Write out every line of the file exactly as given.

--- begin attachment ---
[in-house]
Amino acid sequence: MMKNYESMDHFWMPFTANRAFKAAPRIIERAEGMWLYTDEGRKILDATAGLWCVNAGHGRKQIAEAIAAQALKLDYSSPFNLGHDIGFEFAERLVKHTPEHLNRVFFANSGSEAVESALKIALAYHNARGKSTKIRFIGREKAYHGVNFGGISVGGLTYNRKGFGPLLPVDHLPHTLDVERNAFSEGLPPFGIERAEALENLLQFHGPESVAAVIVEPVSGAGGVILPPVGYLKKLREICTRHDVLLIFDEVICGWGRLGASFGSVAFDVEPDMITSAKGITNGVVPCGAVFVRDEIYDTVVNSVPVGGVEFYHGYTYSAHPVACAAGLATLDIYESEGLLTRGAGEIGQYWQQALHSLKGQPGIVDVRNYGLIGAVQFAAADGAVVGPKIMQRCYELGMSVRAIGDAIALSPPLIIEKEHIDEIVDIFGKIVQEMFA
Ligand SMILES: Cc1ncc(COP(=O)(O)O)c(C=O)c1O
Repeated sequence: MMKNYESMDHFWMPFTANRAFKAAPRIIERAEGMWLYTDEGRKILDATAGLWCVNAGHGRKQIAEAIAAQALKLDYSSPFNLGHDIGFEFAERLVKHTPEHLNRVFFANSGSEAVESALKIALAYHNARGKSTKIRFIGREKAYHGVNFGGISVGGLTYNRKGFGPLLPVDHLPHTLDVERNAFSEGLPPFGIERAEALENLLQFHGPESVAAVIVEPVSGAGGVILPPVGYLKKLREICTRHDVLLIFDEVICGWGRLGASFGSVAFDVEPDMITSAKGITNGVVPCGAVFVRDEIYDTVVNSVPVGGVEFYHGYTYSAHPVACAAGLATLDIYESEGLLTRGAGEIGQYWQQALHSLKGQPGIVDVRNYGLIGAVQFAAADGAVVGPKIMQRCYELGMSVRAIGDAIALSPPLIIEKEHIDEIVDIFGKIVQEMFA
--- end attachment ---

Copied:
[in-house]
Amino acid sequence: MMKNYESMDHFWMPFTANRAFKAAPRIIERAEGMWLYTDEGRKILDATAGLWCVNAGHGRKQIAEAIAAQALKLDYSSPFNLGHDIGFEFAERLVKHTPEHLNRVFFANSGSEAVESALKIALAYHNARGKSTKIRFIGREKAYHGVNFGGISVGGLTYNRKGFGPLLPVDHLPHTLDVERNAFSEGLPPFGIERAEALENLLQFHGPESVAAVIVEPVSGAGGVILPPVGYLKKLREICTRHDVLLIFDEVICGWGRLGASFGSVAFDVEPDMITSAKGITNGVVPCGAVFVRDEIYDTVVNSVPVGGVEFYHGYTYSAHPVACAAGLATLDIYESEGLLTRGAGEIGQYWQQALHSLKGQPGIVDVRNYGLIGAVQFAAADGAVVGPKIMQRCYELGMSVRAIGDAIALSPPLIIEKEHIDEIVDIFGKIVQEMFA
Ligand SMILES: Cc1ncc(COP(=O)(O)O)c(C=O)c1O
Repeated sequence: MMKNYESMDHFWMPFTANRAFKAAPRIIERAEGMWLYTDEGRKILDATAGLWCVNAGHGRKQIAEAIAAQALKLDYSSPFNLGHDIGFEFAERLVKHTPEHLNRVFFANSGSEAVESALKIALAYHNARGKSTKIRFIGREKAYHGVNFGGISVGGLTYNRKGFGPLLPVDHLPHTLDVERNAFSEGLPPFGIERAEALENLLQFHGPESVAAVIVEPVSGAGGVILPPVGYLKKLREICTRHDVLLIFDEVICGWGRLGASFGSVAFDVEPDMITSAKGITNGVVPCGAVFVRDEIYDTVVNSVPVGGVEFYHGYTYSAHPVACAAGLATLDIYESEGLLTRGAGEIGQYWQQALHSLKGQPGIVDVRNYGLIGAVQFAAADGAVVGPKIMQRCYELGMSVRAIGDAIALSPPLIIEKEHIDEIVDIFGKIVQEMFA